Creating conditional statements with single-alternative and dual-alternative decision structures. Welcome to the `if` statement!

Let’s break it down.

Decision structures are the baseline for understanding most programs. Given a `boolean` value (`true` or `false`) the structure dictates what will happen in the program.

### Sing-alternative decision structures

For single-alternative decision structures, there is only a path to statement execution if the boolean value is `true`. If the boolean statement is false, the statement is skipped by the program.

Note that curly braces are unnecessary in C++ and C# if you have a single-alternative decision structure, but you may use them for readability.

#### C++

``````int num = 5;
if (num < 10)
// Print out that the boolean is true
cout << num;
``````

#### C#

``````int num = 5;
if (num < 10)
// Print out that the boolean is true
Console.WriteLine("Returned true")
``````

#### Go

``````var num int = 5
if 10 % num == 0 {
fmt.Println("10 is divisible by num(5)")
}
``````

#### Python

``````num = 5
if 10 > num:
print("10 is greater than num(5)")
``````

#### JavaScript

``````const num = 5
if (num != 0) {
console.log("num(5) is not equal to 0!")
}
``````

#### Ruby

``````num = 5
if num > 1
puts "num(5) is greater than 1"
``````

### Dual-alternative decision structures

Dual-alternative decision structures add one more level of execution. If the `boolean` is `true` it will execute the code within the `if` and if the `boolean` is `false` it will execute the code within the `else` statement. These statements are separated by curly brackets.

In addition, we can add an `elseif` or `elif` in the middle of an `if` and `else` to catch various other conditions.

#### C++

``````#include <iostream>
using namespace std;

int main () {
int num = 5;
if( num < 5 ) {
cout << "num is less than 5;" << endl;
} else {
cout << "num is not less than 5;" << endl;
}
cout << "value of num is : " << num << endl;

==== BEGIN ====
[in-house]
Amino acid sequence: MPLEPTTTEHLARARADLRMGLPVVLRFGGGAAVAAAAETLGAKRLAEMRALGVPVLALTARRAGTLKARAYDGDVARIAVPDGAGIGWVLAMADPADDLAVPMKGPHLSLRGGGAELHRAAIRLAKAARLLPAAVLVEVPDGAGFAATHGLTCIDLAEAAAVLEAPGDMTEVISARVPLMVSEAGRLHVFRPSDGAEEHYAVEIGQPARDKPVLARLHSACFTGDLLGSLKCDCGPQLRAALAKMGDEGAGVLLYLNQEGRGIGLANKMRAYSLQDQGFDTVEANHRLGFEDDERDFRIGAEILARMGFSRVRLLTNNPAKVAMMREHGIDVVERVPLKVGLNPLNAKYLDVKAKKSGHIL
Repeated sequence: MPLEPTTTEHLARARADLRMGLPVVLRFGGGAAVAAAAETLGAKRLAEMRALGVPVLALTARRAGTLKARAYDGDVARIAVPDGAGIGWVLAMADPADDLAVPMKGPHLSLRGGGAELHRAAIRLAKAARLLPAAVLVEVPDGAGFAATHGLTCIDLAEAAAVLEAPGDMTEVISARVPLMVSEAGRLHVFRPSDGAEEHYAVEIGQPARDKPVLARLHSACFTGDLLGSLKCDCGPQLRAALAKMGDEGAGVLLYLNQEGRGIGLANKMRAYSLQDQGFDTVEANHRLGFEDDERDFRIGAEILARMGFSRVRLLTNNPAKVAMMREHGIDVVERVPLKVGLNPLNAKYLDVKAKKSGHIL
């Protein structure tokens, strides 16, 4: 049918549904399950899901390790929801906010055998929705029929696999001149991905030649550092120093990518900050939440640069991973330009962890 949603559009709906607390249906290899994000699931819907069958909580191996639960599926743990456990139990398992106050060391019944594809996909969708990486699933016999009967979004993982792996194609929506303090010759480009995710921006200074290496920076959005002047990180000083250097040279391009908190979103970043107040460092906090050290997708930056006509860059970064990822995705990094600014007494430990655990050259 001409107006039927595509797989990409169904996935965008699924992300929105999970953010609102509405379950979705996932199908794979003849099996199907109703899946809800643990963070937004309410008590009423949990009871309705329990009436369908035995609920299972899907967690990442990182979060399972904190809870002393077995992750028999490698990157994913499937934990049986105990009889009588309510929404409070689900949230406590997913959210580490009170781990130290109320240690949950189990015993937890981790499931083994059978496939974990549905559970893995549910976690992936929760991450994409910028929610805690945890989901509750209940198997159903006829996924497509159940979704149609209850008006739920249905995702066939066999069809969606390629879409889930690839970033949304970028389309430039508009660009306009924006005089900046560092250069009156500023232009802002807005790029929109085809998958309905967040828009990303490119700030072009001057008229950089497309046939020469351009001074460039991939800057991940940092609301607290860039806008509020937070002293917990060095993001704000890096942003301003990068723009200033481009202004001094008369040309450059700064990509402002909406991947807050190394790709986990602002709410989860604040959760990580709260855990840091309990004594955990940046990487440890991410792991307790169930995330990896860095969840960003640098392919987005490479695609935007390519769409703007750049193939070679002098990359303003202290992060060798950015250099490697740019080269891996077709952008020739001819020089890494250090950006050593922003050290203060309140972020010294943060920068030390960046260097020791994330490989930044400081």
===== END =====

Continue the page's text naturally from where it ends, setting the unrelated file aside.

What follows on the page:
return 0;
}
``````

#### C#

``````int num = 5;

if (num != 5)
{
Console.WriteLine("The num variable is a number other than five.");
}
else
{
Console.WriteLine("The num variable is set to five.");
}
``````

#### Go

``````package main
import "fmt"

func main() {
if num := 5; num == 5 {
fmt.Println("The number is 5")
} else {
fmt.Println("The number is not 5")
}
}
``````

#### Python

``````#!/usr/bin/python
num = 100
if num:
print "Got a true expression value"
print num
else:
print "Got a false expression value"
print num

saying = "You get what you pay for"
if saying:
print "Got a true expression value"
print saying
else:
print "Got a false expression value"
print saying
``````

#### JavaScript

This is a `switch` statement. Its general function is to find truth, just like an `if` statement. JavaScript also has `if`/`else` statements.

Taking `num` into the `switch`, `0` is compared with the `case` variables. The first one is `case 0:`, so that’s the `true` statement in this instance. The program executes the code under the `case 0:` statement and `break`s out of the `switch` statement entirely because its job is done.

``````const num = 0;
switch (num) {
case 0:
text = "Off";
break;
case 1:
text = "On";
break;
default:
text = "No value found";
}
``````

#### Ruby

``````x = 5
if x > 10
puts "x is greater than 10"
elsif x <= 2 and x != 0
puts "x is 1"
else
puts "I can't guess the number"
end
``````

Happy coding!

E